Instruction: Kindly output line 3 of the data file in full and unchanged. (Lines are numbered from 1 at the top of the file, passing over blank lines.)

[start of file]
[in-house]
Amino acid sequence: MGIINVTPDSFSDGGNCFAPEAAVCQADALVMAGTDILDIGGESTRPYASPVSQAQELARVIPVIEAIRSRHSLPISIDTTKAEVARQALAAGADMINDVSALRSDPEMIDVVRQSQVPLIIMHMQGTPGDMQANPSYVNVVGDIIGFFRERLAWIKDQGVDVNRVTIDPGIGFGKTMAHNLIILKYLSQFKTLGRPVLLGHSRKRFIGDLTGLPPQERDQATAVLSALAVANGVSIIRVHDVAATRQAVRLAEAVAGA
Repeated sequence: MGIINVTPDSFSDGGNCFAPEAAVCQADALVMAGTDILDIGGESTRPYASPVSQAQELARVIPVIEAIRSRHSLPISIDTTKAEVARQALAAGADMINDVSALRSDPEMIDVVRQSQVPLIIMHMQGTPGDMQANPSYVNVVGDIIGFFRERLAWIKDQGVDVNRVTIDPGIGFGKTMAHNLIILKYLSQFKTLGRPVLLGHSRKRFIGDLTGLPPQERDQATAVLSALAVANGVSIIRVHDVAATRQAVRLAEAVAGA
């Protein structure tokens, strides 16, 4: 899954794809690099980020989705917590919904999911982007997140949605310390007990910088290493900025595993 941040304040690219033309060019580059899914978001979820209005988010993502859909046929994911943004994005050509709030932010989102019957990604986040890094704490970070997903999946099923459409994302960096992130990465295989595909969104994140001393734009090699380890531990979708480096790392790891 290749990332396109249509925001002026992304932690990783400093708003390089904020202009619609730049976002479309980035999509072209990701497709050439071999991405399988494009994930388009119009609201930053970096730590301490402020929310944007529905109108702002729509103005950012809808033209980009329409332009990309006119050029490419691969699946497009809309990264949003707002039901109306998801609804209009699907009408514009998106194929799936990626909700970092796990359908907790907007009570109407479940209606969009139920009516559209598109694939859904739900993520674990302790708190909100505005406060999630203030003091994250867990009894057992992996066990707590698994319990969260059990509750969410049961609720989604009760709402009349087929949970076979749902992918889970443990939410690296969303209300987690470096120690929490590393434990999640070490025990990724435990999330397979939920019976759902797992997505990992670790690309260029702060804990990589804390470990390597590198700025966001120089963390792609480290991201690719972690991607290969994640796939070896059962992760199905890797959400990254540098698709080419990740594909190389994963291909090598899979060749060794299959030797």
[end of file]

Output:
Repeated sequence: MGIINVTPDSFSDGGNCFAPEAAVCQADALVMAGTDILDIGGESTRPYASPVSQAQELARVIPVIEAIRSRHSLPISIDTTKAEVARQALAAGADMINDVSALRSDPEMIDVVRQSQVPLIIMHMQGTPGDMQANPSYVNVVGDIIGFFRERLAWIKDQGVDVNRVTIDPGIGFGKTMAHNLIILKYLSQFKTLGRPVLLGHSRKRFIGDLTGLPPQERDQATAVLSALAVANGVSIIRVHDVAATRQAVRLAEAVAGA